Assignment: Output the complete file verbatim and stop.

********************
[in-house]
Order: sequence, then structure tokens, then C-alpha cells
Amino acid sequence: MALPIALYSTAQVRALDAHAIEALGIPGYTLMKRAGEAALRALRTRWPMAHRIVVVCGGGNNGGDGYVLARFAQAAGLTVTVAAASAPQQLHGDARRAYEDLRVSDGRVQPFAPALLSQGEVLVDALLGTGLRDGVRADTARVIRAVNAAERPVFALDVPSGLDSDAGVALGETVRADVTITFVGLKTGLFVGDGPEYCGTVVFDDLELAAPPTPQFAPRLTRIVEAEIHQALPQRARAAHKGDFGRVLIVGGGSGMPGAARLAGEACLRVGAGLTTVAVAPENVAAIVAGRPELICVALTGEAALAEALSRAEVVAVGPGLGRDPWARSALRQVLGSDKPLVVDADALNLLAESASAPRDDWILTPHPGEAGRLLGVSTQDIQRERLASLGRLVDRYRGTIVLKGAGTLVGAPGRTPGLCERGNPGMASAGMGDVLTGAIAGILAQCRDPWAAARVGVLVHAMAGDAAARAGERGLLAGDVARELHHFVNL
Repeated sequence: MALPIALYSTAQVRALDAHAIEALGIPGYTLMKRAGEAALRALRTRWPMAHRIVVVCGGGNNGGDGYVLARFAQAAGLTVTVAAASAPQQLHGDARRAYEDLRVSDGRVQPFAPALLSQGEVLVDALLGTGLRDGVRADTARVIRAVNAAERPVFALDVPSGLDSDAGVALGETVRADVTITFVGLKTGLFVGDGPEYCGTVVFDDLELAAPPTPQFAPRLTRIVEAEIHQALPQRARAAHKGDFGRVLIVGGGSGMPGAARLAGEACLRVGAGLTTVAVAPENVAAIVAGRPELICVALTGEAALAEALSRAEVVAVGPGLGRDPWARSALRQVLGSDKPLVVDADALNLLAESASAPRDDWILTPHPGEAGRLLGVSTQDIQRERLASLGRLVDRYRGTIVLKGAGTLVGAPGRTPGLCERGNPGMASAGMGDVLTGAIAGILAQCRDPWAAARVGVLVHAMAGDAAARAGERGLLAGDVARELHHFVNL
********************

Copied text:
[in-house]
Order: sequence, then structure tokens, then C-alpha cells
Amino acid sequence: MALPIALYSTAQVRALDAHAIEALGIPGYTLMKRAGEAALRALRTRWPMAHRIVVVCGGGNNGGDGYVLARFAQAAGLTVTVAAASAPQQLHGDARRAYEDLRVSDGRVQPFAPALLSQGEVLVDALLGTGLRDGVRADTARVIRAVNAAERPVFALDVPSGLDSDAGVALGETVRADVTITFVGLKTGLFVGDGPEYCGTVVFDDLELAAPPTPQFAPRLTRIVEAEIHQALPQRARAAHKGDFGRVLIVGGGSGMPGAARLAGEACLRVGAGLTTVAVAPENVAAIVAGRPELICVALTGEAALAEALSRAEVVAVGPGLGRDPWARSALRQVLGSDKPLVVDADALNLLAESASAPRDDWILTPHPGEAGRLLGVSTQDIQRERLASLGRLVDRYRGTIVLKGAGTLVGAPGRTPGLCERGNPGMASAGMGDVLTGAIAGILAQCRDPWAAARVGVLVHAMAGDAAARAGERGLLAGDVARELHHFVNL
Repeated sequence: MALPIALYSTAQVRALDAHAIEALGIPGYTLMKRAGEAALRALRTRWPMAHRIVVVCGGGNNGGDGYVLARFAQAAGLTVTVAAASAPQQLHGDARRAYEDLRVSDGRVQPFAPALLSQGEVLVDALLGTGLRDGVRADTARVIRAVNAAERPVFALDVPSGLDSDAGVALGETVRADVTITFVGLKTGLFVGDGPEYCGTVVFDDLELAAPPTPQFAPRLTRIVEAEIHQALPQRARAAHKGDFGRVLIVGGGSGMPGAARLAGEACLRVGAGLTTVAVAPENVAAIVAGRPELICVALTGEAALAEALSRAEVVAVGPGLGRDPWARSALRQVLGSDKPLVVDADALNLLAESASAPRDDWILTPHPGEAGRLLGVSTQDIQRERLASLGRLVDRYRGTIVLKGAGTLVGAPGRTPGLCERGNPGMASAGMGDVLTGAIAGILAQCRDPWAAARVGVLVHAMAGDAAARAGERGLLAGDVARELHHFVNL